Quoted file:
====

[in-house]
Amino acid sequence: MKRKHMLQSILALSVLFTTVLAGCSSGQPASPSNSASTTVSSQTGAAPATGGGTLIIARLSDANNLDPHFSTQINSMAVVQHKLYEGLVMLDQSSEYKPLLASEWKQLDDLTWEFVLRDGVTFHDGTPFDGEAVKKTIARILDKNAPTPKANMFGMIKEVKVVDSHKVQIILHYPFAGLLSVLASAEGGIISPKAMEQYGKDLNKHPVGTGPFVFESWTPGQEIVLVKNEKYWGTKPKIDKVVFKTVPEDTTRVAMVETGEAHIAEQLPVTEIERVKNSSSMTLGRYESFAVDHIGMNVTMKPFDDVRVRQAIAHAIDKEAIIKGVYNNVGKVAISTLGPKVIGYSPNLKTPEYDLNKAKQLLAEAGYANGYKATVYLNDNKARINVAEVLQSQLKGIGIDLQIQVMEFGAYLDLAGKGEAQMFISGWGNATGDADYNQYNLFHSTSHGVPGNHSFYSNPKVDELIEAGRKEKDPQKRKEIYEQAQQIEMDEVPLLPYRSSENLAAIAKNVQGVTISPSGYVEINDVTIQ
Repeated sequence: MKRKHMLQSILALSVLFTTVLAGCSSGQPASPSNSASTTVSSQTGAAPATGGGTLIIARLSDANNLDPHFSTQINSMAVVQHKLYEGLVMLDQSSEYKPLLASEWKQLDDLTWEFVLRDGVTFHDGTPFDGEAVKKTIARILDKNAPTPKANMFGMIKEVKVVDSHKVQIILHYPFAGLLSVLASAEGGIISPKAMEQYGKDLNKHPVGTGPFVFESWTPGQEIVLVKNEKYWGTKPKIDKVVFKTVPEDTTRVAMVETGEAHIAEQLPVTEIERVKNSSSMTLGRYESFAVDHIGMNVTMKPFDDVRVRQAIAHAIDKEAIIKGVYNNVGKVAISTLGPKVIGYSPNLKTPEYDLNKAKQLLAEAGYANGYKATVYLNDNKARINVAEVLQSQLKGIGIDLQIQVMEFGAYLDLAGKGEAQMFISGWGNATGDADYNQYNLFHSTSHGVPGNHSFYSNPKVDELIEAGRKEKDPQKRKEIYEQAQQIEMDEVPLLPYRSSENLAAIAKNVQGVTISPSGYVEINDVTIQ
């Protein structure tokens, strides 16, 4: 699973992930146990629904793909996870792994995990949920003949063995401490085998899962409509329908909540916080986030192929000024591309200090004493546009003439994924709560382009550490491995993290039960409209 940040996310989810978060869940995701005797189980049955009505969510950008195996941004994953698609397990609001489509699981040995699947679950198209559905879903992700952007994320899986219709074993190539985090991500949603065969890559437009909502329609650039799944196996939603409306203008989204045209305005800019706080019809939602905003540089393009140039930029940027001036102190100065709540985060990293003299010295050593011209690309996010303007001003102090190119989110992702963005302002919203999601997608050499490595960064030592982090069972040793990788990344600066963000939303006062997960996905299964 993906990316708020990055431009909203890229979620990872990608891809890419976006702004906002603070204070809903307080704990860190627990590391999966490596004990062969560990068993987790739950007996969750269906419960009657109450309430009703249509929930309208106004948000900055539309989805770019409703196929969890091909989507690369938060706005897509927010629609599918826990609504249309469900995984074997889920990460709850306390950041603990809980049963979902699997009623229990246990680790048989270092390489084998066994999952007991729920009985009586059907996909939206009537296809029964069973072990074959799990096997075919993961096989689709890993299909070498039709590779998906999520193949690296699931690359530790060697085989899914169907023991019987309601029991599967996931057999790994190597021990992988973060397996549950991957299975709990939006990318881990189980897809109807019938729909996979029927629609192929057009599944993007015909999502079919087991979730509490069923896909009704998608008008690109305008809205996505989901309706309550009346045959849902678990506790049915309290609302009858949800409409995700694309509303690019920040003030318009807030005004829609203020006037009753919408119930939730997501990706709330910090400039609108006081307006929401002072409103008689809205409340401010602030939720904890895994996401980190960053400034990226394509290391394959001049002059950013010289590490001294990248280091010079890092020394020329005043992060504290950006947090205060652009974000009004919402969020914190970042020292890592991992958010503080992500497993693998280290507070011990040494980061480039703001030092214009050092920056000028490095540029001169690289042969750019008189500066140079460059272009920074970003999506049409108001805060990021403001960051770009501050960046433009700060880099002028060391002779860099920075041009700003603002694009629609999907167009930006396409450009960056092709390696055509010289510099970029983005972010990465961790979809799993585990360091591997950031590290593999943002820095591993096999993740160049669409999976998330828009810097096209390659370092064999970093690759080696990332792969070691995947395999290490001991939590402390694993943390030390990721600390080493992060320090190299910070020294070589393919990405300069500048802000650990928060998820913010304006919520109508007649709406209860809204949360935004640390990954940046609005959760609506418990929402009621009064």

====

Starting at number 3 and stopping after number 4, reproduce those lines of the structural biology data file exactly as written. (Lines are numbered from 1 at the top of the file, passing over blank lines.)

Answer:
Repeated sequence: MKRKHMLQSILALSVLFTTVLAGCSSGQPASPSNSASTTVSSQTGAAPATGGGTLIIARLSDANNLDPHFSTQINSMAVVQHKLYEGLVMLDQSSEYKPLLASEWKQLDDLTWEFVLRDGVTFHDGTPFDGEAVKKTIARILDKNAPTPKANMFGMIKEVKVVDSHKVQIILHYPFAGLLSVLASAEGGIISPKAMEQYGKDLNKHPVGTGPFVFESWTPGQEIVLVKNEKYWGTKPKIDKVVFKTVPEDTTRVAMVETGEAHIAEQLPVTEIERVKNSSSMTLGRYESFAVDHIGMNVTMKPFDDVRVRQAIAHAIDKEAIIKGVYNNVGKVAISTLGPKVIGYSPNLKTPEYDLNKAKQLLAEAGYANGYKATVYLNDNKARINVAEVLQSQLKGIGIDLQIQVMEFGAYLDLAGKGEAQMFISGWGNATGDADYNQYNLFHSTSHGVPGNHSFYSNPKVDELIEAGRKEKDPQKRKEIYEQAQQIEMDEVPLLPYRSSENLAAIAKNVQGVTISPSGYVEINDVTIQ
């Protein structure tokens, strides 16, 4: 699973992930146990629904793909996870792994995990949920003949063995401490085998899962409509329908909540916080986030192929000024591309200090004493546009003439994924709560382009550490491995993290039960409209 940040996310989810978060869940995701005797189980049955009505969510950008195996941004994953698609397990609001489509699981040995699947679950198209559905879903992700952007994320899986219709074993190539985090991500949603065969890559437009909502329609650039799944196996939603409306203008989204045209305005800019706080019809939602905003540089393009140039930029940027001036102190100065709540985060990293003299010295050593011209690309996010303007001003102090190119989110992702963005302002919203999601997608050499490595960064030592982090069972040793990788990344600066963000939303006062997960996905299964 993906990316708020990055431009909203890229979620990872990608891809890419976006702004906002603070204070809903307080704990860190627990590391999966490596004990062969560990068993987790739950007996969750269906419960009657109450309430009703249509929930309208106004948000900055539309989805770019409703196929969890091909989507690369938060706005897509927010629609599918826990609504249309469900995984074997889920990460709850306390950041603990809980049963979902699997009623229990246990680790048989270092390489084998066994999952007991729920009985009586059907996909939206009537296809029964069973072990074959799990096997075919993961096989689709890993299909070498039709590779998906999520193949690296699931690359530790060697085989899914169907023991019987309601029991599967996931057999790994190597021990992988973060397996549950991957299975709990939006990318881990189980897809109807019938729909996979029927629609192929057009599944993007015909999502079919087991979730509490069923896909009704998608008008690109305008809205996505989901309706309550009346045959849902678990506790049915309290609302009858949800409409995700694309509303690019920040003030318009807030005004829609203020006037009753919408119930939730997501990706709330910090400039609108006081307006929401002072409103008689809205409340401010602030939720904890895994996401980190960053400034990226394509290391394959001049002059950013010289590490001294990248280091010079890092020394020329005043992060504290950006947090205060652009974000009004919402969020914190970042020292890592991992958010503080992500497993693998280290507070011990040494980061480039703001030092214009050092920056000028490095540029001169690289042969750019008189500066140079460059272009920074970003999506049409108001805060990021403001960051770009501050960046433009700060880099002028060391002779860099920075041009700003603002694009629609999907167009930006396409450009960056092709390696055509010289510099970029983005972010990465961790979809799993585990360091591997950031590290593999943002820095591993096999993740160049669409999976998330828009810097096209390659370092064999970093690759080696990332792969070691995947395999290490001991939590402390694993943390030390990721600390080493992060320090190299910070020294070589393919990405300069500048802000650990928060998820913010304006919520109508007649709406209860809204949360935004640390990954940046609005959760609506418990929402009621009064």